07/29/2001 11:00PM

Only half of great team enters Hall


DEL MAR, Calif. - It was the morning of Aug. 30, 1993, and Jimmy Croll was on the phone with the racing office at Belmont Park, trying to get a rider for the 2-year-old he had entered in a nonwinners-other-than for the Sept. 2 program. His first choice, Craig Perret, went to End Sweep for Billy Badgett and Greentree Farm. Croll and his wife, Bobbie, were open to suggestions.

"Looks like Smith is open," Croll was told.

"Mike Smith," Croll repeated. Bobbie Croll perked up.

"He won the Jersey Derby for us on Greek Costume," she said, harking back two years. Her husband required no further urging.

"Put Smith on him," Croll said.

It was as simple as that. A small opening, a pleasant memory, and presto! Mike Smith had tumbled unknowingly into a powerful current of history. The 2-year-old colt was Holy Bull, fresh from his maiden win. Smith was 28 and on the verge of his first national title. Over the next 17 months, through soaring highs and a few desperate lows, Smith never left Holy Bull's saddle.

Next Monday in Saratoga Springs, Holy Bull will enter the racing Hall of Fame. Normally, Smith would be on the scene at Saratoga, sitting in the front row when Holy Bull's name is called and extolling his virtues to anyone who asked.

But Smith is in California now, trying to re-establish his credentials as a potential Hall of Famer himself. And since he is off to a decent start at Del Mar, with six winners through the first 11 days, this is no time for a holiday. Smith had to be content with a half hour's worth of reminiscence after workouts Monday morning. He didn't need much prompting.

"A lot of times you'll see a real good 2-year-old turn 3 and never grow," Smith began. "But man, he grew into a powerhouse. When they legged me up on him the first time at 3, his neck was like twice the size it had been."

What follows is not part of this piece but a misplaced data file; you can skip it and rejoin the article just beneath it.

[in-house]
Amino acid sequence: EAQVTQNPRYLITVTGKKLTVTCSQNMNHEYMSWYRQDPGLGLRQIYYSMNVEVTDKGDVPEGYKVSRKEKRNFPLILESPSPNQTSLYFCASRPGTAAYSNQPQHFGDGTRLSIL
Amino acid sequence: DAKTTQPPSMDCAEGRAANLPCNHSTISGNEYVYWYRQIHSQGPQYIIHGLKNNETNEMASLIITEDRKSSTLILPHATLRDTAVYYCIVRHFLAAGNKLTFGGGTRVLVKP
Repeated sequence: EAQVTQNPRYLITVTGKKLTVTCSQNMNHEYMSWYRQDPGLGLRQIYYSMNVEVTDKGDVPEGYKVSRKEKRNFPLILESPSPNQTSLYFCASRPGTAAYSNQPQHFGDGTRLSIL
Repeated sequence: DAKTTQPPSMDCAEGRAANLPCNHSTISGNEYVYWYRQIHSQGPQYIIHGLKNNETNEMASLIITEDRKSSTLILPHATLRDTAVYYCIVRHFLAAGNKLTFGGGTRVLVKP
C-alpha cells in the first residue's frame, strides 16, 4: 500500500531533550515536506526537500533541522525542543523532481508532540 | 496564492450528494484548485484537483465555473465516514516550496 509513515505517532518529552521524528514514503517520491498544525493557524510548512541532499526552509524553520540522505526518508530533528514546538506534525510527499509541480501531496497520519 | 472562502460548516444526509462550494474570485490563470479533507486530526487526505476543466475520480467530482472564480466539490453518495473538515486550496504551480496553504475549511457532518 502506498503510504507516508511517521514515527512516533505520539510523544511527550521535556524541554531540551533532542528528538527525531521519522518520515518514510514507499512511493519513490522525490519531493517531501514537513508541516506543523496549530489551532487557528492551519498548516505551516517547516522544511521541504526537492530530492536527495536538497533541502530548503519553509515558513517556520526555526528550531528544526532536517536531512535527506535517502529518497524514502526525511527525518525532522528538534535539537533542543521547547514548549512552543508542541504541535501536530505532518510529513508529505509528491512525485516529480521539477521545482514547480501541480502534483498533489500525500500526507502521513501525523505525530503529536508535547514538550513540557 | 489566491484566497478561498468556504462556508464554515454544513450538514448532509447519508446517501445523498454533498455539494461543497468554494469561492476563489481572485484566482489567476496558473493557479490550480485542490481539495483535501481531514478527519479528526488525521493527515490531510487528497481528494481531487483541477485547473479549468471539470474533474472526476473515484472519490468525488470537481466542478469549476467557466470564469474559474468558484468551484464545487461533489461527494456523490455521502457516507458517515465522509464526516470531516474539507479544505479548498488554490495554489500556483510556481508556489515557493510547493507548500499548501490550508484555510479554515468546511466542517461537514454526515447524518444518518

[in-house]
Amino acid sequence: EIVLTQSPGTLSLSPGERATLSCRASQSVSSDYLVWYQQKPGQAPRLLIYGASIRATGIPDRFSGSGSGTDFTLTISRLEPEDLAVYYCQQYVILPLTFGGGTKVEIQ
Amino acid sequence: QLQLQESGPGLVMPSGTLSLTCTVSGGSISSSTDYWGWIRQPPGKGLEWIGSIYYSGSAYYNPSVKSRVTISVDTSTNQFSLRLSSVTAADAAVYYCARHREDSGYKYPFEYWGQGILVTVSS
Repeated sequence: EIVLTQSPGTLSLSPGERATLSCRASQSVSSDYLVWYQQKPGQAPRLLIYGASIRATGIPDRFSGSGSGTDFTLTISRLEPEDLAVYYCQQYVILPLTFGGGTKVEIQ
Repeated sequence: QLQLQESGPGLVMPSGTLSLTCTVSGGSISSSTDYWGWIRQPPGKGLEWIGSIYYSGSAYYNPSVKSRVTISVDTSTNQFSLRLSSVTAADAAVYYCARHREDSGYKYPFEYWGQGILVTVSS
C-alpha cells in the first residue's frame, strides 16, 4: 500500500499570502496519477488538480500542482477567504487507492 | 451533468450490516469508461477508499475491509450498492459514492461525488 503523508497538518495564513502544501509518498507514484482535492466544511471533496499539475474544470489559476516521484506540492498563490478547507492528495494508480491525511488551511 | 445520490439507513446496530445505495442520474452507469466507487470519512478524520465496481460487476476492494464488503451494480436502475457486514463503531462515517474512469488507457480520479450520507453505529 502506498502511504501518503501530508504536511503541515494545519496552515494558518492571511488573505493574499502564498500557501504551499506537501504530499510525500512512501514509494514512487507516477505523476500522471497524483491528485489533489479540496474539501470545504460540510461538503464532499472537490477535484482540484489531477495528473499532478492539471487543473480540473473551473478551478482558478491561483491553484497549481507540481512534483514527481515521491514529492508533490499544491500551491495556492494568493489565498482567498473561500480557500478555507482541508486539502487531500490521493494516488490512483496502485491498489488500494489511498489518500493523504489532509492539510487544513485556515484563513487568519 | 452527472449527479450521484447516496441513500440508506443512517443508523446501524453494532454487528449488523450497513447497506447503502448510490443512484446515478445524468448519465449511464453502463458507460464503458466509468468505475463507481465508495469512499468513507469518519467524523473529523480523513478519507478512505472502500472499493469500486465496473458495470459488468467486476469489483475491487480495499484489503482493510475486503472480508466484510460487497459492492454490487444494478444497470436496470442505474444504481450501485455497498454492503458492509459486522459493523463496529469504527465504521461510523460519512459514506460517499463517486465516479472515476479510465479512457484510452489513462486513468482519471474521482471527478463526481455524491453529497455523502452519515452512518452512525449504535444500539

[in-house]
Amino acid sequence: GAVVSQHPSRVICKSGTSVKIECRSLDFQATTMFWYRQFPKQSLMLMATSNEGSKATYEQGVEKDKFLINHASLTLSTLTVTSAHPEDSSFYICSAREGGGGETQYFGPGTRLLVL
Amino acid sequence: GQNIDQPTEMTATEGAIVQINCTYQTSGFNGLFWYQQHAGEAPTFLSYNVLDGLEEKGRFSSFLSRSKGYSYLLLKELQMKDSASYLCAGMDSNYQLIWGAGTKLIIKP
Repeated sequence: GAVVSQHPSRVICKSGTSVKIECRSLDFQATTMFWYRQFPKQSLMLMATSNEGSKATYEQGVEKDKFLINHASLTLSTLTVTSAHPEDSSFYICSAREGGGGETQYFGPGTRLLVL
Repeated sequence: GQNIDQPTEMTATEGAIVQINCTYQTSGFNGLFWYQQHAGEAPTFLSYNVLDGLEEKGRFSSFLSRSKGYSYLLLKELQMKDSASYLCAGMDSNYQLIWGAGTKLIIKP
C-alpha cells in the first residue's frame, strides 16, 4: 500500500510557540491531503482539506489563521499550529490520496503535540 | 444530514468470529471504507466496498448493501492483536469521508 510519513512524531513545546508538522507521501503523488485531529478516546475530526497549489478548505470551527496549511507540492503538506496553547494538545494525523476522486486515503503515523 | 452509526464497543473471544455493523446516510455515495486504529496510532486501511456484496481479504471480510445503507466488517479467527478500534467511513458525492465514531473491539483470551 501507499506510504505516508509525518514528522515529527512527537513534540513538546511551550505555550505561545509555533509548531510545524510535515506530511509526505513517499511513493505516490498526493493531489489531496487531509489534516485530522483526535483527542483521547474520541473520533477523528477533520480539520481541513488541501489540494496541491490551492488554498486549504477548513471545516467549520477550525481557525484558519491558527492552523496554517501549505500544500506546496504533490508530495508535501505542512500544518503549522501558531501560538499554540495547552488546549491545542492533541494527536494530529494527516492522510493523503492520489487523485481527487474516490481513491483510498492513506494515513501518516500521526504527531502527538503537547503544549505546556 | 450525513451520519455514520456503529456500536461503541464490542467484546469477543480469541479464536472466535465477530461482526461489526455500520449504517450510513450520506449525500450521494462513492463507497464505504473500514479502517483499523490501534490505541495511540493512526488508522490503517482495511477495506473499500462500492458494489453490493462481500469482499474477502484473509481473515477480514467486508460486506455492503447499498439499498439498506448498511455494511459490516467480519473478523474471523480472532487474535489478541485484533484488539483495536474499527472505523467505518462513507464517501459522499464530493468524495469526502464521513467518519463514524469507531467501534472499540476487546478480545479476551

To Smith's delight, the bigger, stronger version of Holy Bull had lost none of the grace and mechanical precision he had displayed in winning the Futurity at Belmont and the colt division of the In Reality Stakes at Calder.

"He was so well balanced," Smith said. "He would literally float along with his ears up, smooth as silk. Then, when another horse came to him, he would leave them like they were nothing. Mach Two, just like that."

The colt had an attitude to match. Smith knew the rest of the world was in trouble whenever Holy Bull hit the paddock, dragging two handlers like rag dolls and playing to the crowd.

"He was amazing," Smith said. "And he knew he was amazing."

Even the great ones have pockmarks on their records. Holy Bull raced 16 times and won 13. Two of his three losses have ready explanations, when he bled internally in the 1994 Fountain of Youth and was eased, and when he "popped a tendon like a shotgun," according to Smith's vivid memory, running against Cigar in the 1995 Donn Handicap.

Then there was the 1994 Derby, which remains a mystery even to Smith.

"He was quiet going to the post," Smith recalled. "I tried to convince myself it was a good thing, that he was handling it so well. But then I was smooching to him to get him to warm up. He just stood there in the gate when it opened and got cremated. After that he never picked up the bit at all."

From the depths of the Derby, Holy Bull rose to win the Metropolitan Mile, the Dwyer, and the Haskell Invitational. But it was not until he won the Travers at 1 1/4 miles that the racing public began to take him seriously again. Holy Bull dispensed with the distance, a deep track, a pace-making rabbit, and the strong finish of Concern.

"Concern actually got by him, by about a head," Smith said. "So there it was, the first time I was going to hit him. I didn't know what he'd do. I pulled my stick through and asked him a couple times left-handed, and he just laid himself down and got back in front. That's when I knew we could go around again and Concern would never get by him."

There are some jockeys who will name the last good horse as the best horse they have ever ridden. There are many more who never get a chance to wonder. Then there is a self-effacing guy like Mike Smith, who will tell you that he was never on a better one than Holy Bull, and you never even asked him the question.

"It was hard to do anything wrong on a horse like him," Smith said. "The best thing I could do was just not get in his way. To tell you the truth, I don't even know if people know who rode Holy Bull."

Maybe so. But whoever did rode him right into the Hall of Fame.